Linda Burney ‘emotional’ as Voice bill heads for vote

Linda Burney says every death in custody is a "heartbreaking tragedy for families and communities".

Linda Burney says every death in custody is a "heartbreaking tragedy for families and communities". Photo: AAP

Indigenous Australians Minister Linda Burney says she is “emotional” as the voice to parliament legislation is set to pass parliament.

The Senate on Monday will hold a vote to finalise the form of the referendum and the proposed constitutional change.

Once passed, the six-month time limit on when the referendum can be held will also start.

The government has flagged the referendum to establish an Indigenous voice will be held between October and December.

Ms Burney described the day of the vote as “momentous”.

“I’m feeling quite emotional actually,” she told ABC Radio ahead of the vote.

“Then we will see the campaigns get into full swing.”

While the Coalition has spoken out against the Indigenous voice, most senators will vote to set up the referendum to allow the public to have their say.

But some party members have been designated to vote against the bill, which will allow them to outline arguments for a ‘no’ vote in pamphlets that will be sent out to all Australian households.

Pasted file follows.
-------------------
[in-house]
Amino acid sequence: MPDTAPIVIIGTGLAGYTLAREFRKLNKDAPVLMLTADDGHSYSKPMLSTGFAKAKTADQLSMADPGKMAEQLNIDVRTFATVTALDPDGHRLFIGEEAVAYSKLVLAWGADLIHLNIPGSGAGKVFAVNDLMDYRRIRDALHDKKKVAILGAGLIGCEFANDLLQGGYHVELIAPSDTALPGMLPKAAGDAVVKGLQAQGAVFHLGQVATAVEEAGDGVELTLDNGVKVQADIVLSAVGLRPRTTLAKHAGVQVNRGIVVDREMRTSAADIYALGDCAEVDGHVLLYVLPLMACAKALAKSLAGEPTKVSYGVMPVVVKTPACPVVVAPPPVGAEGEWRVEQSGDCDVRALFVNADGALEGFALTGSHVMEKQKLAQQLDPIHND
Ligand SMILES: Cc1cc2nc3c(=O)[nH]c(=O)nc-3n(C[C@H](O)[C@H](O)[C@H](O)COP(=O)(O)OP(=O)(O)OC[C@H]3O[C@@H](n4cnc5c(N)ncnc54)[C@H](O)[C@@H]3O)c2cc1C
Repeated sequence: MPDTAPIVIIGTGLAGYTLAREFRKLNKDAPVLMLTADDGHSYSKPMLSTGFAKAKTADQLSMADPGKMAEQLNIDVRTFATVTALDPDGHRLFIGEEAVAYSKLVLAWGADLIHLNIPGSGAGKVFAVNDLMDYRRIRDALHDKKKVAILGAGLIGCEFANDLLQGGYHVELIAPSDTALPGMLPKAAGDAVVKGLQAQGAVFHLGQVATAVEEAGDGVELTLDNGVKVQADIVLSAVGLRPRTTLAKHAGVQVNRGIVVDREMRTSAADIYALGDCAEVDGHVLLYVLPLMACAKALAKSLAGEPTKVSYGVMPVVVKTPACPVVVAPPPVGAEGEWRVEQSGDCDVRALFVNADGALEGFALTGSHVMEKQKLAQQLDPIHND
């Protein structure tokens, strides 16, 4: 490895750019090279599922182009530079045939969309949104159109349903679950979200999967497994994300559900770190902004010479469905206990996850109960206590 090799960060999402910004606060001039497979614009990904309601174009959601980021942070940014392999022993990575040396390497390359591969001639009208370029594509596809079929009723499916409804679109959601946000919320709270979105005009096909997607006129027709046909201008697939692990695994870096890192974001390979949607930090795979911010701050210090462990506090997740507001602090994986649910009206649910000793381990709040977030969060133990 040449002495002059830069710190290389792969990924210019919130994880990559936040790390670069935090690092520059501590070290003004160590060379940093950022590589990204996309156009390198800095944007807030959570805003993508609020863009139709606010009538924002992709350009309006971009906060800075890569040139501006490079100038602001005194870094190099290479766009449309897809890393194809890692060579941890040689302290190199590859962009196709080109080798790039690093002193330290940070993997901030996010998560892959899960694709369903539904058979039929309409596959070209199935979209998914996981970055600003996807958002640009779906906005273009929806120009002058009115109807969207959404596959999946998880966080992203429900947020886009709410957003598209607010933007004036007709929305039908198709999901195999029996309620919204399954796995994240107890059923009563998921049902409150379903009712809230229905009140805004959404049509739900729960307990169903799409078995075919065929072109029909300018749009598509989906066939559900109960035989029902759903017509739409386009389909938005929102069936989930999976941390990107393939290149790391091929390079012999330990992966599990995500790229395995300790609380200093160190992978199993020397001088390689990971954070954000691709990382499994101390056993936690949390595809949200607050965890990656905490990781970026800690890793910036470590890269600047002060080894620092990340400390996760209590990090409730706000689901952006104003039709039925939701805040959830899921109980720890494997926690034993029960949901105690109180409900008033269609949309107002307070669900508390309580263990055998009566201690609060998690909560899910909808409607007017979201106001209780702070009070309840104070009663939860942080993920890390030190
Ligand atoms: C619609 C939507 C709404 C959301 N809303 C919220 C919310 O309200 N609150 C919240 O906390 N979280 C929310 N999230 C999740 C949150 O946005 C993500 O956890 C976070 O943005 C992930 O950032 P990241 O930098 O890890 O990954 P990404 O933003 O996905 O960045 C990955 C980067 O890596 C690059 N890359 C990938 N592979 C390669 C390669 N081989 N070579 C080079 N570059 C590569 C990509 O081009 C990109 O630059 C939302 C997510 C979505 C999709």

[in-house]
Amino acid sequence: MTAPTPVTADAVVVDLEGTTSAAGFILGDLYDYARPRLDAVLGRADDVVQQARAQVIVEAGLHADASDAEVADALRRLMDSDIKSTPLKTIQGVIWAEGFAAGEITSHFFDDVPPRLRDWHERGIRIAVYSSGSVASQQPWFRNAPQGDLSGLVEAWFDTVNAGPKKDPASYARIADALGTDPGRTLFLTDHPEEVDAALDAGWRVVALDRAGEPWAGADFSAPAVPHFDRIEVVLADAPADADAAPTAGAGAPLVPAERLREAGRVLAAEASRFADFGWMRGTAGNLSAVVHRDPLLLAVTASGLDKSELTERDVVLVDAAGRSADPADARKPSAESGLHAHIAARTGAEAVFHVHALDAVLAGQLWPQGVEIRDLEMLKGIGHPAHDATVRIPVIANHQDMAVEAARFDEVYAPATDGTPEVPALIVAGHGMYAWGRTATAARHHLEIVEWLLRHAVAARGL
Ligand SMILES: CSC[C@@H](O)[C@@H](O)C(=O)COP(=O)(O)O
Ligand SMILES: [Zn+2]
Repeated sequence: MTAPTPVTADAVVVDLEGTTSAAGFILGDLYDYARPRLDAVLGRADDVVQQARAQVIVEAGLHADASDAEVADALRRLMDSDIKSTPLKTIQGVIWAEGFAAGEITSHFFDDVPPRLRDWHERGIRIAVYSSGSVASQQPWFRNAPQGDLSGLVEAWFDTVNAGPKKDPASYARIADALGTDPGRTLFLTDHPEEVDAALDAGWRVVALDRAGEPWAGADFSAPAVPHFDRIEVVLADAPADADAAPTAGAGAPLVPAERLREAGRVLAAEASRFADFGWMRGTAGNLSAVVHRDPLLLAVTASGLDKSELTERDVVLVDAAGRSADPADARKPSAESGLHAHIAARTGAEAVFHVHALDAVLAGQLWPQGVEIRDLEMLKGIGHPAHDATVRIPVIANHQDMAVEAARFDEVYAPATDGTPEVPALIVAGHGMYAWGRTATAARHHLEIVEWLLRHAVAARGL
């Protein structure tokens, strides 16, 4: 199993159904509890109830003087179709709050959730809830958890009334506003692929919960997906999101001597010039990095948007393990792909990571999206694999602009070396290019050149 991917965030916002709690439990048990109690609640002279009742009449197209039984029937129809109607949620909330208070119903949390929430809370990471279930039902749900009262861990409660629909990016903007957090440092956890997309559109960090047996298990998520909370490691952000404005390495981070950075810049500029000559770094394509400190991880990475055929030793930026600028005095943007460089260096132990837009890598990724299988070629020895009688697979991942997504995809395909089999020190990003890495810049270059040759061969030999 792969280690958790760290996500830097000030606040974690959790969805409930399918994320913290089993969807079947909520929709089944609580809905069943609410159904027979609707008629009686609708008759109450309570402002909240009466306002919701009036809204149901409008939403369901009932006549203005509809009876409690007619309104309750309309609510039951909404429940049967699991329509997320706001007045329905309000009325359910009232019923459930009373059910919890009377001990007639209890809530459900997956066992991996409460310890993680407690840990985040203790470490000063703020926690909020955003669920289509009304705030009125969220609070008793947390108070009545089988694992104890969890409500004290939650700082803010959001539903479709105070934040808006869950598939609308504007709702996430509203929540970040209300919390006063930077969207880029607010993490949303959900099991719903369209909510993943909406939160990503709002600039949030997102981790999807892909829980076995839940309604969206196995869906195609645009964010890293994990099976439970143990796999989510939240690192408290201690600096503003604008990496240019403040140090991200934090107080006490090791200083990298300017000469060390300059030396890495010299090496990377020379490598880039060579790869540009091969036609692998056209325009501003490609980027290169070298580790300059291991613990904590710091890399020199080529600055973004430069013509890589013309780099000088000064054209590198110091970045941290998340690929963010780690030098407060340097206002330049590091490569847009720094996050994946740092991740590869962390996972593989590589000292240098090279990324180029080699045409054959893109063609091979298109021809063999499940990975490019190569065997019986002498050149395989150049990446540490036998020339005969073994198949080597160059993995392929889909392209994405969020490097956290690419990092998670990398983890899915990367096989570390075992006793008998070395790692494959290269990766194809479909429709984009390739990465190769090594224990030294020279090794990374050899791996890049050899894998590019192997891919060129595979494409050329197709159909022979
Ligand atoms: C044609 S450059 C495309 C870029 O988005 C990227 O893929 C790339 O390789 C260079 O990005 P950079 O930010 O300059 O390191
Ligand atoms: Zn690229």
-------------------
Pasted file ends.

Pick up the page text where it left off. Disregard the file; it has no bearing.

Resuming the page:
Ms Burney supported Prime Minister Anthony Albanese’s description of the voice as being “modest” while also bringing about structural change.

“When you think about the fact that Aboriginal people have been subjected to such difficulty over a long period of time, you realise it’s generous and it’s modest,” she said.

The minister said the referendum was a “history making exercise”.

Nationals Leader David Littleproud said he did not support wording for the ‘no’ case in the referendum pamphlet that included language such as “racialise” or describing the voice as a “smokescreen”.

“I’m not prepared to put my weight behind those sort of words,” he told ABC Radio.

“I don’t think that would advance a mature discussion, create the respectful environment for Australians to make a personal decision about this, and I intend to use my influence in that.”

Mr Littleproud conceded the coalition had failed in its almost decade in power to take the necessary steps to improve outcomes for Indigenous people.

“I’m not afraid to put my hand up and say that governments of persuasions of the past have failed on this, and this is where we’ve continued to repeat the mistakes of the past.”


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